ree

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See also: REE

English[edit]

Etymology 1[edit]

Noun[edit]

ree (plural rees)

  1. Alternative form of rei.

Etymology 2[edit]

From Middle English rei, reh, reoh, from Old English hrēoh (rough, fierce, wild, angry, disturbed, troubled, stormy, tempestuous), from Proto-Germanic *hreuhaz (bad, wild), from Proto-Indo-European *krewa- (raw meat, fresh blood). Cognate with Scots ree, rae, ray (ree), Old Saxon hrē (evil, bad, angry), Gothic [script?] (raúhtjan, to become angry, rage against). Related to Old English hrēaw (raw, uncooked). More at raw.

Alternative forms[edit]

  • rie (Scotland)

Adjective[edit]

ree (comparative reer or more ree, superlative reest or most ree)

  1. (Now chiefly dialectal) Wild; fierce; outrageous; overexcited; frenzied; delirious; crazy.
  2. (Now chiefly dialectal) Befuddled with liquor; half-drunk; tipsy.

Noun[edit]

ree (plural rees)

  1. (Now chiefly dialectal) A state of befuddlement; intoxication.
  2. (Now chiefly dialectal) A state of great excitement or frenzy.

Verb[edit]

ree (third-person singular simple present rees, present participle reeing, simple past and past participle reed)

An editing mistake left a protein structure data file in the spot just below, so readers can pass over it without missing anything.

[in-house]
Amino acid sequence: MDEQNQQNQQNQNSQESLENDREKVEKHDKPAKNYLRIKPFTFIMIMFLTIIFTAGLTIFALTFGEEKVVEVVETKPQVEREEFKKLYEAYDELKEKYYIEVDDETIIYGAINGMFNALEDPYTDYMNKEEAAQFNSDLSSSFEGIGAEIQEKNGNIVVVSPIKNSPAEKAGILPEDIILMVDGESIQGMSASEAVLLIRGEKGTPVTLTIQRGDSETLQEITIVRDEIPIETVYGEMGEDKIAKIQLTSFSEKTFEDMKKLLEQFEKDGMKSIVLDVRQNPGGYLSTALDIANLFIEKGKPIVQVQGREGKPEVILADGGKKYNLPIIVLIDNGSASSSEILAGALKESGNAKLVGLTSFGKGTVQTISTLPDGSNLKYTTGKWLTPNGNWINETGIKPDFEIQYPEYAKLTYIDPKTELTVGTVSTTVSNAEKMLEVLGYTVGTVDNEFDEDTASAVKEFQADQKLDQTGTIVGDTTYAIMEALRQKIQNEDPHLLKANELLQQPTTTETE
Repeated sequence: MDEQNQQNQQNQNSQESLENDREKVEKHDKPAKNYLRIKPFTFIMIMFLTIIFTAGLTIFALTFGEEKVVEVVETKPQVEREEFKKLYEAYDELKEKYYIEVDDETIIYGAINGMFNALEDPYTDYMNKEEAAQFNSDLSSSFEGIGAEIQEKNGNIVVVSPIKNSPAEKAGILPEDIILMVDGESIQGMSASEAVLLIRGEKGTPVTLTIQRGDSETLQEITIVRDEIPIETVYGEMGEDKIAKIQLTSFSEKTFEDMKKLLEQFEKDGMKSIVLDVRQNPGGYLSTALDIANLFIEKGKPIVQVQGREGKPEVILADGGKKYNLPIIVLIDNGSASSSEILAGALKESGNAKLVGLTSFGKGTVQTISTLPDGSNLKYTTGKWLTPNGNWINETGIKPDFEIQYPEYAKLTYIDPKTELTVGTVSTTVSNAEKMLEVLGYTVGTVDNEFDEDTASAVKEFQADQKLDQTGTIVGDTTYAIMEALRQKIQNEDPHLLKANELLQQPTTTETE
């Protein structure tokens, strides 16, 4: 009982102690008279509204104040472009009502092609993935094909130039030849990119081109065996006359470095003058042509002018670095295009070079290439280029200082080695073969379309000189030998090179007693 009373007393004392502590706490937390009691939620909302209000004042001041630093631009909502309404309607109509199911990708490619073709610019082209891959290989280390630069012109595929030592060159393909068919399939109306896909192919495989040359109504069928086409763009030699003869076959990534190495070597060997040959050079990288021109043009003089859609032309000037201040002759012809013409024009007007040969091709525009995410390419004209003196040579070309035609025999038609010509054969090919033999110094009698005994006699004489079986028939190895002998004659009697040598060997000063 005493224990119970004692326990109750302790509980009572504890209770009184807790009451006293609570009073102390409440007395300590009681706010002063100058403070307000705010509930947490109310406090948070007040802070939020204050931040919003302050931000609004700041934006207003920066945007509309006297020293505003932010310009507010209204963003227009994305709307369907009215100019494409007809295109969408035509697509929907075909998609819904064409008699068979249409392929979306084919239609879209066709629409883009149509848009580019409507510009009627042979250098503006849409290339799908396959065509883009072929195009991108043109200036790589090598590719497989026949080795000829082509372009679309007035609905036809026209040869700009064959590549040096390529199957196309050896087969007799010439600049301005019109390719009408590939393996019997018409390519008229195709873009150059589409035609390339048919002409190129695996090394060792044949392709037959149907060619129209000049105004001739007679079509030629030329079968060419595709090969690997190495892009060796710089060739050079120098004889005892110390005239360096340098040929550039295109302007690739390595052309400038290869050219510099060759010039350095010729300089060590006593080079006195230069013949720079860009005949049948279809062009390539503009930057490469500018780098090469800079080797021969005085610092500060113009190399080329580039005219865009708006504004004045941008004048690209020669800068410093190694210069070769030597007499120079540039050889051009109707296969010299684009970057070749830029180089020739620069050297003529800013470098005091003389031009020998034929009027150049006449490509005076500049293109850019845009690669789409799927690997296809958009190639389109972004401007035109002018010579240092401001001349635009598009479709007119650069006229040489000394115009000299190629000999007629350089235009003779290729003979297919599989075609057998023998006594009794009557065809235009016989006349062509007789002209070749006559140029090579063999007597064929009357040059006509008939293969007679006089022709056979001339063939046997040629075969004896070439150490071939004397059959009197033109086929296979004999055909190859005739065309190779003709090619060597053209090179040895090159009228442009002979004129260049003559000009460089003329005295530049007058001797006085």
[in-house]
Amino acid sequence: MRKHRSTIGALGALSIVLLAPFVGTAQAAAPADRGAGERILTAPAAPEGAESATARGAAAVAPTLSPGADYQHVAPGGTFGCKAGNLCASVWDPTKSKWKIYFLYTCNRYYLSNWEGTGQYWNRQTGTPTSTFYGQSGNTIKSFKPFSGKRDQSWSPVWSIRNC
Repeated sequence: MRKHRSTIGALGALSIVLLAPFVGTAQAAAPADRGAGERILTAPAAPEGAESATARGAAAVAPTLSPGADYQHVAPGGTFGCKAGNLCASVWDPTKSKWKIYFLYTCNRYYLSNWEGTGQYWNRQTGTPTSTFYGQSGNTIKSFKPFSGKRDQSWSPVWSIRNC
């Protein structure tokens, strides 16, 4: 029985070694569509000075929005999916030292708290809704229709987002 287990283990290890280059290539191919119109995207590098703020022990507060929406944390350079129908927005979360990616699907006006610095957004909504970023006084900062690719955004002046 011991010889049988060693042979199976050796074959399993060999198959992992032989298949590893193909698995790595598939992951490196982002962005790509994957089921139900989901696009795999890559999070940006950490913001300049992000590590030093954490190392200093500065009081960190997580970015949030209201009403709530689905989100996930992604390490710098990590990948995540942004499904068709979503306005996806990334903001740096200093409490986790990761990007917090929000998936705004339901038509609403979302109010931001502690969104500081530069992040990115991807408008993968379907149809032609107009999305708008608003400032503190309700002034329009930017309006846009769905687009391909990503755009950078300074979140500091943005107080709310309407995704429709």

1. (intransitive, now chiefly dialectal) To become extremely excited; fly into a rage.
  2. (transitive, now chiefly dialectal) To drive into a state of excitement; fire with enthusiasm.

Etymology 3[edit]

Compare riddle a sieve.

Verb[edit]

ree (third-person singular simple present rees, present participle reeing, simple past and past participle reed)

  1. (obsolete, UK, dialect) To riddle; to sift; to separate or throw off.
    (Can we find and add a quotation of Mortimer to this entry?)

Dutch[edit]

Pronunciation[edit]

Noun[edit]

ree f, n (plural reeën, diminutive reetje n)

  1. roe

Anagrams[edit]


Esperanto[edit]

Adverb[edit]

ree

  1. again

Italian[edit]

Adjective[edit]

ree f

  1. Feminine plural form of reo

Anagrams[edit]


Latin[edit]

Noun[edit]

ree m

  1. vocative singular of reus

Manx[edit]

Etymology[edit]

From Old Irish , from Proto-Celtic *rīxs, from Proto-Indo-European *h₃rḗǵs (ruler, king).

Noun[edit]

ree m (genitive ree, plural reeaghyn or reeghyn)

  1. (nobility, chess, card games, draughts) king

Derived terms[edit]